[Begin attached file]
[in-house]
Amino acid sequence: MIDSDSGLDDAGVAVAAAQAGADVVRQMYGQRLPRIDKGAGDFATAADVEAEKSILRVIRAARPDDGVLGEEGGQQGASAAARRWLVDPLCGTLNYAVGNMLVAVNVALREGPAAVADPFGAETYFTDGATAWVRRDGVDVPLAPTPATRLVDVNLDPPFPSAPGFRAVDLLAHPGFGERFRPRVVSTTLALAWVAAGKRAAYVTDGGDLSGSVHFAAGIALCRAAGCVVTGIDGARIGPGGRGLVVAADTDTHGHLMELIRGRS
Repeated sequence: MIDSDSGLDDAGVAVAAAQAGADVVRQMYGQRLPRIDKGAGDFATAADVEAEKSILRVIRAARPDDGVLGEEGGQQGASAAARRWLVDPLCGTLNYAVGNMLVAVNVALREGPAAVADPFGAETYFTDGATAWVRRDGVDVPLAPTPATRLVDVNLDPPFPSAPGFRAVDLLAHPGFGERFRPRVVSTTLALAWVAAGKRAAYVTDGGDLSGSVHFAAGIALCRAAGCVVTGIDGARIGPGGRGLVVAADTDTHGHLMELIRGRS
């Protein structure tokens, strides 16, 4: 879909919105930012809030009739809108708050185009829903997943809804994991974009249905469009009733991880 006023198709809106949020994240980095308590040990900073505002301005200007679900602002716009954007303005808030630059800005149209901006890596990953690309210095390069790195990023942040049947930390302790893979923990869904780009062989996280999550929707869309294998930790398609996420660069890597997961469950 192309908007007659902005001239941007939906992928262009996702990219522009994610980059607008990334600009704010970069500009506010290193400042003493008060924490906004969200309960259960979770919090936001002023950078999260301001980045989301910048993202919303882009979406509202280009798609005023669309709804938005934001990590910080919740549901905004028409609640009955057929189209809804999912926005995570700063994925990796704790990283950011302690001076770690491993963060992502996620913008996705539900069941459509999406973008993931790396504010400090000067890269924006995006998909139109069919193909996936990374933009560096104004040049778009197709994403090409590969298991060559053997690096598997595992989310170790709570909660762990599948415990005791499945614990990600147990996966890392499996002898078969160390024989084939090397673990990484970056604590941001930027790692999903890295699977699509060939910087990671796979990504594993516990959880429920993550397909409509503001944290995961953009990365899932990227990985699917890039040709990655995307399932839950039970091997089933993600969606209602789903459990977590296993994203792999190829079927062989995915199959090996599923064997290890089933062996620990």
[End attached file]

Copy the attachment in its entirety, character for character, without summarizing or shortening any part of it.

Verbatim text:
[in-house]
Amino acid sequence: MIDSDSGLDDAGVAVAAAQAGADVVRQMYGQRLPRIDKGAGDFATAADVEAEKSILRVIRAARPDDGVLGEEGGQQGASAAARRWLVDPLCGTLNYAVGNMLVAVNVALREGPAAVADPFGAETYFTDGATAWVRRDGVDVPLAPTPATRLVDVNLDPPFPSAPGFRAVDLLAHPGFGERFRPRVVSTTLALAWVAAGKRAAYVTDGGDLSGSVHFAAGIALCRAAGCVVTGIDGARIGPGGRGLVVAADTDTHGHLMELIRGRS
Repeated sequence: MIDSDSGLDDAGVAVAAAQAGADVVRQMYGQRLPRIDKGAGDFATAADVEAEKSILRVIRAARPDDGVLGEEGGQQGASAAARRWLVDPLCGTLNYAVGNMLVAVNVALREGPAAVADPFGAETYFTDGATAWVRRDGVDVPLAPTPATRLVDVNLDPPFPSAPGFRAVDLLAHPGFGERFRPRVVSTTLALAWVAAGKRAAYVTDGGDLSGSVHFAAGIALCRAAGCVVTGIDGARIGPGGRGLVVAADTDTHGHLMELIRGRS
């Protein structure tokens, strides 16, 4: 879909919105930012809030009739809108708050185009829903997943809804994991974009249905469009009733991880 006023198709809106949020994240980095308590040990900073505002301005200007679900602002716009954007303005808030630059800005149209901006890596990953690309210095390069790195990023942040049947930390302790893979923990869904780009062989996280999550929707869309294998930790398609996420660069890597997961469950 192309908007007659902005001239941007939906992928262009996702990219522009994610980059607008990334600009704010970069500009506010290193400042003493008060924490906004969200309960259960979770919090936001002023950078999260301001980045989301910048993202919303882009979406509202280009798609005023669309709804938005934001990590910080919740549901905004028409609640009955057929189209809804999912926005995570700063994925990796704790990283950011302690001076770690491993963060992502996620913008996705539900069941459509999406973008993931790396504010400090000067890269924006995006998909139109069919193909996936990374933009560096104004040049778009197709994403090409590969298991060559053997690096598997595992989310170790709570909660762990599948415990005791499945614990990600147990996966890392499996002898078969160390024989084939090397673990990484970056604590941001930027790692999903890295699977699509060939910087990671796979990504594993516990959880429920993550397909409509503001944290995961953009990365899932990227990985699917890039040709990655995307399932839950039970091997089933993600969606209602789903459990977590296993994203792999190829079927062989995915199959090996599923064997290890089933062996620990």